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86th Connecticut Open Championship


Preview: 83rd Connecticut Open

Links: Starting Times & Pairings  | Tournament Field  

The 2017 Connecticut Open Championship kicks off on Monday, July 31st, with 150 of the state’s best amateur and professional golfers vying for the title.

About the Course: The 18-hole championship golf course at Ellington Ridge Country Club was designed by the noted golf architect, Geoffrey Cornish, in 1959 and has undergone numerous major improvements in the last 50 years. The 2017 Connecticut Open will mark the fourth time that Ellington Ridge Country Club has played host to this prestigious event. The club has previously hosted the Connecticut Open in 1975, 1979 and 1998, the Connecticut Amateur in 2008, and annually hosts the UCONN Connecticut Cup.

Finishing Stretch: Ellington Ridge CC boasts one of the toughest finishing stretches in all of Connecticut, and will most certainly test the leaders when they vie for the title on Wednesday afternoon. The par-4 16th and 18th holes measure 445 yards and 473 yards, and the 239 yard par-3 17th features a green completely surrounded by bunkers.

What’s at Stake? The championship is contested over 54-holes of stroke play, with 150 players vying for the title. Professionals will be playing for a total of $50,000, with the champion taking home a winner’s check of $12,500. In addition to merchandise credit for top finishers, amateurs are vying for valuable Dick Tettelbach Player of the Year Points. The low amateur in the Connecticut Open will receive 250 points, as well as additional points based on overall finish.

By the Numbers:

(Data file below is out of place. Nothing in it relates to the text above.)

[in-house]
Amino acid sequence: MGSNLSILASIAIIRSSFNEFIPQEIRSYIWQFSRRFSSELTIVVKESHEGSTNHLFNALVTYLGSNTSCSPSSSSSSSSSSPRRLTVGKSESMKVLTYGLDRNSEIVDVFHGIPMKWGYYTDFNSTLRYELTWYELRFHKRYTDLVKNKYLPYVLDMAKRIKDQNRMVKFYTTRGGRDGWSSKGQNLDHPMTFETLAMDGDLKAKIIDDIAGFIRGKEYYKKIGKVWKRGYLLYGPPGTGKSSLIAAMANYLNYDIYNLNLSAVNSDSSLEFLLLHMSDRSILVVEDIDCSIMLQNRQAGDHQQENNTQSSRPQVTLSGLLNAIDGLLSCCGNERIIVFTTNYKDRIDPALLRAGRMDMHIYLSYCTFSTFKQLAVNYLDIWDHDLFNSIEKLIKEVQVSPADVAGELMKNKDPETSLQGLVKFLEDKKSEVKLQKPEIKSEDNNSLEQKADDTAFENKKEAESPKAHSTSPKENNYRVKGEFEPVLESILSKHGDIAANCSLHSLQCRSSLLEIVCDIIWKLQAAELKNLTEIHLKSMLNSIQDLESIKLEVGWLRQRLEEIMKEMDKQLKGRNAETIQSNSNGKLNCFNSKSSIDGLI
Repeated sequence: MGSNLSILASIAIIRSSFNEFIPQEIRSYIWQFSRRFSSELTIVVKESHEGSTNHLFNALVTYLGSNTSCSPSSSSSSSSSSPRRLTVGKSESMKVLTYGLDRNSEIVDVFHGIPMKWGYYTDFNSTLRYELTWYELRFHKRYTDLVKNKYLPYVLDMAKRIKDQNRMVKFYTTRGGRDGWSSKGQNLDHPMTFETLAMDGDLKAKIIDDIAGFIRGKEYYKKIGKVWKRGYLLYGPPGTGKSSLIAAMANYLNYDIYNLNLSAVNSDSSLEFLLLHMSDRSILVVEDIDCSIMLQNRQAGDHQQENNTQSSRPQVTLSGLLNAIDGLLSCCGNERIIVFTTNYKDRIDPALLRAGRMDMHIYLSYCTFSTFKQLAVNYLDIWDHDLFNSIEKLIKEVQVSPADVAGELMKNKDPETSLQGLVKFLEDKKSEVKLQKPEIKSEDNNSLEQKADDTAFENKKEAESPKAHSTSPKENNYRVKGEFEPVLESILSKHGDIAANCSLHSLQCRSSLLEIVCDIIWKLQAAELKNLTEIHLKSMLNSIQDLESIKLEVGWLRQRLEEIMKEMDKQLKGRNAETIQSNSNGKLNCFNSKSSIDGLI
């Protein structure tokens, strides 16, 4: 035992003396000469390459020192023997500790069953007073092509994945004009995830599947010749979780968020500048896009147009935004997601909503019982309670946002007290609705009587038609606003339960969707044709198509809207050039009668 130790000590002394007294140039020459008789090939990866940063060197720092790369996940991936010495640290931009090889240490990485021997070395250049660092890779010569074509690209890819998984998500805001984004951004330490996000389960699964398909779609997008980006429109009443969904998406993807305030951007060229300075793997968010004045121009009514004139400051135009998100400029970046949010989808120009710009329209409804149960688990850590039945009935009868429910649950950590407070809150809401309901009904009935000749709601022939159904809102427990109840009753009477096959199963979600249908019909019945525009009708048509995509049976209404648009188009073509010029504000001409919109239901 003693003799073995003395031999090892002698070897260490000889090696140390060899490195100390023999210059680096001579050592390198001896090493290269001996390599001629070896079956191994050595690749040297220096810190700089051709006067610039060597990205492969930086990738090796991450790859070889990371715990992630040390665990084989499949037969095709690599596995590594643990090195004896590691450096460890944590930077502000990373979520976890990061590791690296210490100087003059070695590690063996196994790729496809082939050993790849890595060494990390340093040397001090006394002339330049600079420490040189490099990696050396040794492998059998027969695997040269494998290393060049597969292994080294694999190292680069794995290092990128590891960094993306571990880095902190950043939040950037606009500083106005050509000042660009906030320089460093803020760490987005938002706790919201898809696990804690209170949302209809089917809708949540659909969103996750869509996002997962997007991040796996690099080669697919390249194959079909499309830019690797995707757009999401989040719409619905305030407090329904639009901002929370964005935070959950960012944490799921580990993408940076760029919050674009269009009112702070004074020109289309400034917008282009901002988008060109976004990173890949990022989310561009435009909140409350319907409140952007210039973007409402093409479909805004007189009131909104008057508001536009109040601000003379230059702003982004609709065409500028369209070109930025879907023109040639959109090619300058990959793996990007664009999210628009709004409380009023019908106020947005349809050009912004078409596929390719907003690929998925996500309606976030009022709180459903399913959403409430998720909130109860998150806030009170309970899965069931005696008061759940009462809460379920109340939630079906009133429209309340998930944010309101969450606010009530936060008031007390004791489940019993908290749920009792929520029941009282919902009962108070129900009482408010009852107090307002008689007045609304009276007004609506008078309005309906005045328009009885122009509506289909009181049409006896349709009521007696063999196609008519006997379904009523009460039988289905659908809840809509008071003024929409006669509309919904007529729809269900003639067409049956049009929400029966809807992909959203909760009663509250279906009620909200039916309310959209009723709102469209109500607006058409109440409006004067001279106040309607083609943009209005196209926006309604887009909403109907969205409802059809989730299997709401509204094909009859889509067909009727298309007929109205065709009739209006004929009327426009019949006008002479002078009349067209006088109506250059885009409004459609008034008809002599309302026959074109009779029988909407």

4- The most CT Open victories for an individual (Kyle Gallo & John Golden)

11- The number of times the Connecticut Open Championship has been successfully defended.

25- Longest number of years a champion has ever gone between winning two Connecticut Open Championships (John A. Gentile: 1970, 1995)

200- The 54-hole scoring record at a Connecticut Open, recorded by Ken Green in 1992 at Ridgewood Country Club and Kyle Gallo in 2010 at the Country Club of Fairfield.

214- The winning score the last time the Open was held at Ellington Ridge CC (Kyle Gallo, 1998).

Player storylines:

A total of 150 players will begin their quest for the 81st Connecticut Open Championship, of which 84 are professionals and 66 are amateurs. 92 players earned their way to Ellington Ridge Country Club by qualifying at one of six sites across the state, and 58 players were exempt based on previous accomplishments.

Last Year’s Championship: In the 2016 Connecticut Open Championship at Woodway Country Club, three-time Connecticut Section PGA Player of the Year Adam Rainaud was able to overcome a six shot deficit to capture the title. Rainaud played his final 27 holes of the tournament in eleven under par, and his final round 65 tied the course record at Woodway Country Club. Rainaud recently qualified for his second PGA Championship, finishing tied for fifth at the PGA Professional Championship to earn his spot at Quail Hollow.

A total of nine past Connecticut Open Champions are in the 2017 field. They are:

-       Adam Rainaud, Winged Foot Golf Club – 2016 Champion
-       Cody Paladino, Wethersfield Country Club – 2015 Champion
-       Frank Bensel, Century Country Club – 2009, 2011 and 2014 Champion
-       Jeff Curl, Cedar Knob Golf Course – 2007 and 2013 Champion